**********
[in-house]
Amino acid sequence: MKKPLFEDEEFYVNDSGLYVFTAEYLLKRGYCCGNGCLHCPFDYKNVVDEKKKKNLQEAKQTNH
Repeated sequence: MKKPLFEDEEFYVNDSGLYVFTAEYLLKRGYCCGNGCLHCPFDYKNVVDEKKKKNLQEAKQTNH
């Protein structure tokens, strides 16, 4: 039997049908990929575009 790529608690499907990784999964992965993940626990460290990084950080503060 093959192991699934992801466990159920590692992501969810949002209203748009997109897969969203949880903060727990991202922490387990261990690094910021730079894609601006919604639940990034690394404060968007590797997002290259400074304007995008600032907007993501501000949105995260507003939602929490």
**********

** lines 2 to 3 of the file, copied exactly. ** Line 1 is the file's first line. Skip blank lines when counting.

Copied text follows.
Amino acid sequence: MKKPLFEDEEFYVNDSGLYVFTAEYLLKRGYCCGNGCLHCPFDYKNVVDEKKKKNLQEAKQTNH
Repeated sequence: MKKPLFEDEEFYVNDSGLYVFTAEYLLKRGYCCGNGCLHCPFDYKNVVDEKKKKNLQEAKQTNH